Background: The relationship between activity levels and body fat in children is unclear, despite a large number of studies. The issue is clouded by the wide variety of methods used to assess children's activity levels. It is important to assess whether the type of activity measure influences the fatness-activity relationship. This is a first step to uncovering the role of modifying variables such as gender, age, maturity, etc.
Primary objective: This study uses meta-analytic procedures to synthesize the results of such studies and to assess whether the type of activity measure used has an effect on the strength of the relationship observed.
Methods and procedures: Fifty studies were located that satisfied the inclusion criteria. Seventy-eight per cent of the studies showed a negative relationship, 18% no relationship and 4% a positive relationship between physical activity and body fatness. Data were analysed using the meta-analytic procedures described by Rosenthal (Meta-analytic Procedures for Social Research, Sage, 1991).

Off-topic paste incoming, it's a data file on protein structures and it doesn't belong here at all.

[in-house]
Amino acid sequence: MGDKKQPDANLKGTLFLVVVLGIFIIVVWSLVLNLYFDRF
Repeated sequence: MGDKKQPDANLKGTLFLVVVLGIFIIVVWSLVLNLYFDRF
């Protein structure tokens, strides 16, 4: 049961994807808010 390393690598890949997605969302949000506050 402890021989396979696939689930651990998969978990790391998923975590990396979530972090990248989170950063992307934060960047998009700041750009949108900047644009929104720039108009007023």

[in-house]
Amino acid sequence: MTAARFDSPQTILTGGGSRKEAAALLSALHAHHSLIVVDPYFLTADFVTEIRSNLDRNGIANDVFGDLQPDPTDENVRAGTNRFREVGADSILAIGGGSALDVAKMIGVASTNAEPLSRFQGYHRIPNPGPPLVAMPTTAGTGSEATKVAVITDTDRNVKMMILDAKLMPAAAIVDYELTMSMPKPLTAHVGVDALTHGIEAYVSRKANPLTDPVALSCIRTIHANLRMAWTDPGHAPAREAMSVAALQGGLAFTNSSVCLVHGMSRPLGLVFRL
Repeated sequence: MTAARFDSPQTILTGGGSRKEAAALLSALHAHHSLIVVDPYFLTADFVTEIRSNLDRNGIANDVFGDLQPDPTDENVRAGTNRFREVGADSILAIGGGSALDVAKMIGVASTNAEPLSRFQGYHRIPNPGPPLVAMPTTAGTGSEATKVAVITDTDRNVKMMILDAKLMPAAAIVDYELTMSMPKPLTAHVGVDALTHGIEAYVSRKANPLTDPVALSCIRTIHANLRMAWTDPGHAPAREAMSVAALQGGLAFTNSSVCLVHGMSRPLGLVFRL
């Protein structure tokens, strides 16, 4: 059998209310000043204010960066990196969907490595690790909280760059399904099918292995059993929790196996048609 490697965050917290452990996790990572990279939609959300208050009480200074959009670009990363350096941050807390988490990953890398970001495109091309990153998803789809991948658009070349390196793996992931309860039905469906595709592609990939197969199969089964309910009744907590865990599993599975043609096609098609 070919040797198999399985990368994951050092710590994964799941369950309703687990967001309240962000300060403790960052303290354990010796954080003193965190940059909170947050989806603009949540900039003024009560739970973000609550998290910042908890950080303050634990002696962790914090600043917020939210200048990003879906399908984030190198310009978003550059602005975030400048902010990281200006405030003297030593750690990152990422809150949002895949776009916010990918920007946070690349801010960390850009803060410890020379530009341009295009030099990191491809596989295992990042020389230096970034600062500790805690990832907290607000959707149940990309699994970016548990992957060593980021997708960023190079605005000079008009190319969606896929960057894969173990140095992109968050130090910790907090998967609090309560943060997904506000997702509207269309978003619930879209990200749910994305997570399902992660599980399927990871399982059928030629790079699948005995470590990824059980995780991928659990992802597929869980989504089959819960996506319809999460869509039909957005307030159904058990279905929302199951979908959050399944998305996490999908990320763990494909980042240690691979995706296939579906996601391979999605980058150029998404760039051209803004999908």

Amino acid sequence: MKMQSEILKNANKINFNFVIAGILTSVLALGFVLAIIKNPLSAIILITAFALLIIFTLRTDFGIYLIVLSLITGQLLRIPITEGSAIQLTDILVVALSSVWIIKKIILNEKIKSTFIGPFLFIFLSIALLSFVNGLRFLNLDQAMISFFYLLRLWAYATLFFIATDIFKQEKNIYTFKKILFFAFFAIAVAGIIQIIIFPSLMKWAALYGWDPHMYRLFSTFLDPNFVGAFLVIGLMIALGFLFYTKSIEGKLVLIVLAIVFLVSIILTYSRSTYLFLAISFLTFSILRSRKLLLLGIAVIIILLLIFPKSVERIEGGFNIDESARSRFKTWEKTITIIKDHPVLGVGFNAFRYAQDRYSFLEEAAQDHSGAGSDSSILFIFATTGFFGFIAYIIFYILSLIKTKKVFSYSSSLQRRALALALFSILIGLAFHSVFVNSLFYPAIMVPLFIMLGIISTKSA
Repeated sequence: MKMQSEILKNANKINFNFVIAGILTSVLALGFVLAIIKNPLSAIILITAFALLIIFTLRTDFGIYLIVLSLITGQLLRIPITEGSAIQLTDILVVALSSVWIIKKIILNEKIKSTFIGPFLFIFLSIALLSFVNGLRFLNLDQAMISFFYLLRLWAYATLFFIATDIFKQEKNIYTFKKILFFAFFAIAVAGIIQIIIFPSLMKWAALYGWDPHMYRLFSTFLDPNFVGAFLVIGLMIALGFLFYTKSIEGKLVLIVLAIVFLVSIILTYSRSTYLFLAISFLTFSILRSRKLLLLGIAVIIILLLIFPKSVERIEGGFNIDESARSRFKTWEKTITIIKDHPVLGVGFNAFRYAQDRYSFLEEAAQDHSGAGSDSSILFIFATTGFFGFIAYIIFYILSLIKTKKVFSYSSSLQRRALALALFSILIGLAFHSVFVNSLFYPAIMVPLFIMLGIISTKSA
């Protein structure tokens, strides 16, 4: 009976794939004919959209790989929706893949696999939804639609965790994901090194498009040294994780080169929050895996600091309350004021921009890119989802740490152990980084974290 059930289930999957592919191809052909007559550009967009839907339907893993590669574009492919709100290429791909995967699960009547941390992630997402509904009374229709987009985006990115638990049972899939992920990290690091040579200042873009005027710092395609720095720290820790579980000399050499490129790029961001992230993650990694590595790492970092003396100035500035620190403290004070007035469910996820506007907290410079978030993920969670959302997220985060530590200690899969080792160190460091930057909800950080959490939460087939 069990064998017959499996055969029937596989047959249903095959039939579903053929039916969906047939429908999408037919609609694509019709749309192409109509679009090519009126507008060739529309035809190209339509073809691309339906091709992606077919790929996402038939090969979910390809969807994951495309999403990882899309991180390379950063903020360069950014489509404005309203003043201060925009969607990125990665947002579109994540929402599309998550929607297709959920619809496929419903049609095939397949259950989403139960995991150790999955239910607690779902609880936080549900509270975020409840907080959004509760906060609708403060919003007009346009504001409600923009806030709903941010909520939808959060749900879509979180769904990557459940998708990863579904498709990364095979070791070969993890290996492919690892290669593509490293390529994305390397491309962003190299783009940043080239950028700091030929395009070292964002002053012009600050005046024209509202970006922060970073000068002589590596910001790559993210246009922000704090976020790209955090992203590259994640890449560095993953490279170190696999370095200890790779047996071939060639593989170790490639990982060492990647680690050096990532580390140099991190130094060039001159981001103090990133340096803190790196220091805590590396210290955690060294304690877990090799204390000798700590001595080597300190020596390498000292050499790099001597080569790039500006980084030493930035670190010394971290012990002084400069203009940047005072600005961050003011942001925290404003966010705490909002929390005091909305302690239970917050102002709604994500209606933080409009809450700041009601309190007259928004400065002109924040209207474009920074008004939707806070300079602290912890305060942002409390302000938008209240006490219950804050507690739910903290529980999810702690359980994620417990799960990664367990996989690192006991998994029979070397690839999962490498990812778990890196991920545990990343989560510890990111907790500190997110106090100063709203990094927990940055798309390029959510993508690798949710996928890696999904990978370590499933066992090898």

Main outcomes and results: The mean effect size indicated a small to moderate, inverse relationship (r = -0.16). Mean effect sizes differed significantly (F(3,52) = 8.04, p < 0.001) according to the activity measure used: questionnaire, r = -0.14; motion counters, r = -0.18; observation, r = -0.39; heart rate (HR), r = 0.00. Observation measures elicited a significantly stronger relationship with body fat than did questionnaire or heart rate measures (p < 0.05). However, there was no significant difference between the effect sizes elicited by observation and motion counters. Correlational analyses revealed no effect of age group or gender on the strength of the relationship between fatness and activity.
Conclusions: This meta-analysis suggests there is a small to moderate relationship between body fat and activity in children. It is important to note, however, that the size of the relationship depends on the activity measure used. It is therefore recommended that direct measures of movement, such as observation or motion counter methods, are used to assess the relationship of activity levels with health.